Below is a poem I wrote once about this meditation.
Take a breath
with each of the children sleeping upstairs.
Take one with each of the neighbors
who are getting ready for work.
She is brushing her teeth.
He is fixing coffee.
Somewhere on this street, someone is coughing.
Take a breath with him.
Somewhere on this block, an exhausted mother
is sitting with her energetic infant, wishing for sleep.
Take a breath with her, and take another
with her grinning, gurgling child.
Somewhere in this city, a man is lifting weights.
Breathe out with him as he pushes out the bar.
A woman is in labor. Breathe with her.
A frail man is fighting an impossible illness
and is close to losing.
Take a small breath.
Take a small breath.
Take a small breath, with each of them
who are barely breathing.
And with each of them who are sleeping.
And with each of them in their cars,
thinking of the things they think
to begin their day.
In the next city is a husband at work.
He’s on the phone. Breathe with him.
Somewhere, at this very moment,
a baby’s lungs fill with air for the very first time.
Take a breath. Look, here is another!
And breathe with the mother,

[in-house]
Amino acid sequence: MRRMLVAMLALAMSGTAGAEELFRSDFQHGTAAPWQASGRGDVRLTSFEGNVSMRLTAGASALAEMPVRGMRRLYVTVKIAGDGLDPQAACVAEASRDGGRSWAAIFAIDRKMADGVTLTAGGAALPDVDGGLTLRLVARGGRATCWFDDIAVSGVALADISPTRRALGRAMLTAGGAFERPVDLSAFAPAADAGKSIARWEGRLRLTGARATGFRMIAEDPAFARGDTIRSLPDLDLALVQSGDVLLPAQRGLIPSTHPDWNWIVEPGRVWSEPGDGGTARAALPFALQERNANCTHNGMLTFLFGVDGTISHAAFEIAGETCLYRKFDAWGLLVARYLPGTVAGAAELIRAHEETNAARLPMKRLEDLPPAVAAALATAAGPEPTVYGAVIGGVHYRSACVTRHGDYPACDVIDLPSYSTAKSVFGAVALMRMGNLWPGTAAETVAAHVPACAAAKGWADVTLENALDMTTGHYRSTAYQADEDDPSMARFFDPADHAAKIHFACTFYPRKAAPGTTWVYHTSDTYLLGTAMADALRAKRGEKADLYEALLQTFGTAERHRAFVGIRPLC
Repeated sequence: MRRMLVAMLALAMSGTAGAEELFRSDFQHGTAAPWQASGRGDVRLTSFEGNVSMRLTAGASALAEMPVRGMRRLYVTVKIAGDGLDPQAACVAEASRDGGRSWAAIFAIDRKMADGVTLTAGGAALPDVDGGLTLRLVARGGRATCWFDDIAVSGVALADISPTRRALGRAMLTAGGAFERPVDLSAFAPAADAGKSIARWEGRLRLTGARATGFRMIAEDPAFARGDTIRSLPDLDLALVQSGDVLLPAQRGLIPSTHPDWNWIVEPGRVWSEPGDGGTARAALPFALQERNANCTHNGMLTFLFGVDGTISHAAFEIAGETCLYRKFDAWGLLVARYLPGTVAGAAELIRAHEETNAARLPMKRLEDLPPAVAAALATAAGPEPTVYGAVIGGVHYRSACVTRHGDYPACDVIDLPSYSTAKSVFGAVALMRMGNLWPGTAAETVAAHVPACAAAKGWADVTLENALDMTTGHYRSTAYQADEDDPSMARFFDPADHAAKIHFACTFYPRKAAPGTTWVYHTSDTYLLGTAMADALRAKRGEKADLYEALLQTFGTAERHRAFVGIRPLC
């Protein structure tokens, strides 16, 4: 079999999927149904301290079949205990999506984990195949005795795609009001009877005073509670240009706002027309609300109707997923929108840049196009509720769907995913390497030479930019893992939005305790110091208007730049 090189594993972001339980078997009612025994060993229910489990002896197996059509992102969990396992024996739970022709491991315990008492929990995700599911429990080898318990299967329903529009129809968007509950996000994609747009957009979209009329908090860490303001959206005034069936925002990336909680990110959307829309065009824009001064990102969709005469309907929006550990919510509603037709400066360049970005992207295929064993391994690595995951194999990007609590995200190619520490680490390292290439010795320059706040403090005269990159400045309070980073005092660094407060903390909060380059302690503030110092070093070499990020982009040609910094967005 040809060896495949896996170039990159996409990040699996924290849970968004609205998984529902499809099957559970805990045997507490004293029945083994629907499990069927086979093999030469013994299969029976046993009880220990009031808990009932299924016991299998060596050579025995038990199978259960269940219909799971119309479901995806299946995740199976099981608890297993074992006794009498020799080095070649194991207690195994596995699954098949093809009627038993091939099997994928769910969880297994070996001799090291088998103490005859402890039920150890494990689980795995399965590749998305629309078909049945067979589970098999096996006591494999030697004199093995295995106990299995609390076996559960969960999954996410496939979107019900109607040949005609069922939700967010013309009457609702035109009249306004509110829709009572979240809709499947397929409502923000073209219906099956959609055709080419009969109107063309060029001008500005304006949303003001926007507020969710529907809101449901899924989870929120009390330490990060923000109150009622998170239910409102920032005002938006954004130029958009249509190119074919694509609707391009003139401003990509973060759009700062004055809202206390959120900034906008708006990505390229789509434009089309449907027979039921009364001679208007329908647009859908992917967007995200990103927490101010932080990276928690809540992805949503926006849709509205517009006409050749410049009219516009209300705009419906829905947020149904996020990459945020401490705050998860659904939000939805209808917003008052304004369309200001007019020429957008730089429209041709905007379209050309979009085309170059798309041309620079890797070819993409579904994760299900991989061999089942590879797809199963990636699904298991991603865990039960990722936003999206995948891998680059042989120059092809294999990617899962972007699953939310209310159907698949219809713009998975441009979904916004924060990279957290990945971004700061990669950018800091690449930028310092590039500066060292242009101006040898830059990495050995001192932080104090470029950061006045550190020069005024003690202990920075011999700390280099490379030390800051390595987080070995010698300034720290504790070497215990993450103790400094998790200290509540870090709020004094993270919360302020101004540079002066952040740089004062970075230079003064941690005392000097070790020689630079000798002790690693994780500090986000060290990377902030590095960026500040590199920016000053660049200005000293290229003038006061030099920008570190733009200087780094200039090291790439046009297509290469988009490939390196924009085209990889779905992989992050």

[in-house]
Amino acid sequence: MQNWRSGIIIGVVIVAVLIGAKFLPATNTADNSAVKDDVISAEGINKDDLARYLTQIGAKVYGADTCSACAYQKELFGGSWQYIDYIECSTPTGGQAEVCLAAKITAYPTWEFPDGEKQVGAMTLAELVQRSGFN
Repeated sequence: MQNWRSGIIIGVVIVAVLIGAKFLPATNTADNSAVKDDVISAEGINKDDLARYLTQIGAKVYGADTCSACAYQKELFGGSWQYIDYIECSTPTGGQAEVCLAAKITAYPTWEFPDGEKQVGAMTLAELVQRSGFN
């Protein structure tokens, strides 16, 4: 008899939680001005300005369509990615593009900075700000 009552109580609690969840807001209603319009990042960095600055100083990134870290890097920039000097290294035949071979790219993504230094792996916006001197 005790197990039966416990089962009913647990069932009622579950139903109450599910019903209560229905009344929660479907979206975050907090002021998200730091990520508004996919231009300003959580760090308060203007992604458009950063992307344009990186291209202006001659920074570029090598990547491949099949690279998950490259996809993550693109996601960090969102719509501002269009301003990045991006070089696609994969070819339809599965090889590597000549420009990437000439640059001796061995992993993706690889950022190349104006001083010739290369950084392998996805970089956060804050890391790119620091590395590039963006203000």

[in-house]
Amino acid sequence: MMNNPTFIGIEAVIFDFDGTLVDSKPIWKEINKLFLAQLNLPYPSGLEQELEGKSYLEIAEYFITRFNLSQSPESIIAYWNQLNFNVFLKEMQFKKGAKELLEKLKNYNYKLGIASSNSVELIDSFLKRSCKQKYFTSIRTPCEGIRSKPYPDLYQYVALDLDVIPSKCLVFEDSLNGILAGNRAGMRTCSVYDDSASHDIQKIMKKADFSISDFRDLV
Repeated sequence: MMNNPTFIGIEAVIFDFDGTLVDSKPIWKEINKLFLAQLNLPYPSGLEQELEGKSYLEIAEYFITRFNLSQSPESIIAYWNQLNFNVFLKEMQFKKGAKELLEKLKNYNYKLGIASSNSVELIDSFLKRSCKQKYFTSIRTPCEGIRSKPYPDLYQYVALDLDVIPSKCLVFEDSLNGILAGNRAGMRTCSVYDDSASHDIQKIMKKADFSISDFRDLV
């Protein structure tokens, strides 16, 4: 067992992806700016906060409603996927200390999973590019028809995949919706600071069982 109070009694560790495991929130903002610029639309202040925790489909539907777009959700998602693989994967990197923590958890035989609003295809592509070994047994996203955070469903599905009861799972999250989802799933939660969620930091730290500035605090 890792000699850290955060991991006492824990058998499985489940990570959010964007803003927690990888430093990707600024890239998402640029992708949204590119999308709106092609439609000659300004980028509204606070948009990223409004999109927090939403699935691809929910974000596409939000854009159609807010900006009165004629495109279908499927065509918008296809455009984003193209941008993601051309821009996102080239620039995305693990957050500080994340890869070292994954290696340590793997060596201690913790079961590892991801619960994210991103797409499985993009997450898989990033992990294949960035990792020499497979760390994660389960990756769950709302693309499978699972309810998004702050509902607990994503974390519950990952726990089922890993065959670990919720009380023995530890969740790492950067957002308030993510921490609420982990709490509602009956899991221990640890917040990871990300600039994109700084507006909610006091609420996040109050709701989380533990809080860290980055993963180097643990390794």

and breathe with the father,
looking into the new child’s eyes
and wondering who is there.
Somewhere, at this very moment,
Someone is curled up in fear, dreading
the coming day, the next moment.
This one, too, barely breathes.
Someone is praying.
No matter that she is not your religion.
Take a breath with her.
Someone is eating.
No matter that you do not like that food.
Take a breath and savor its aroma.
Now for the hard part.
Someone is being raped and
Someone is doing the raping.
Take a breath with each of them.
They were both the new child, too.
Someone is nervously drinking a cola for breakfast
Breathing out through cold fizz,
carefully ignoring the .38 in his sock
and his plans for later today.
Someone is breathing in tobacco, someone cocaine.
Go ahead, breathe with them.
Don’t pretend that you know nothing
of the gaping hole that this one and that one
don’t know how to fill.
Someone behind bars is almost conscious of your breath
because of how it tastes of a different life.
This one chokes on anger and grief, and tries
to refuse to breathe.
This one exhales a litany of rage.
Join it anyway. Now this breath,
it smells of socks, and this of mold,
this of rotting food, of stale urine, and this of shit.
This smells of hunger, this of bitterness, and this of hate.
If only you could breathe into them with springtime,
earth, cut grass, or molasses cookies.
And here is a grandmother breathing springtime,
earth, cut grass, and molasses cookies.
Sometimes this child walking slowly to school can smell them.
Sometimes the pedophile and the pimp can smell them.
On occasion, the child locked in the hotel room of
onion sweat and cigarette butts can remember them.
Breathe with them.
There is a diver climbing back onto the beach
tasting of salt and fish. His body is tuned
to the roar and whisper of waves.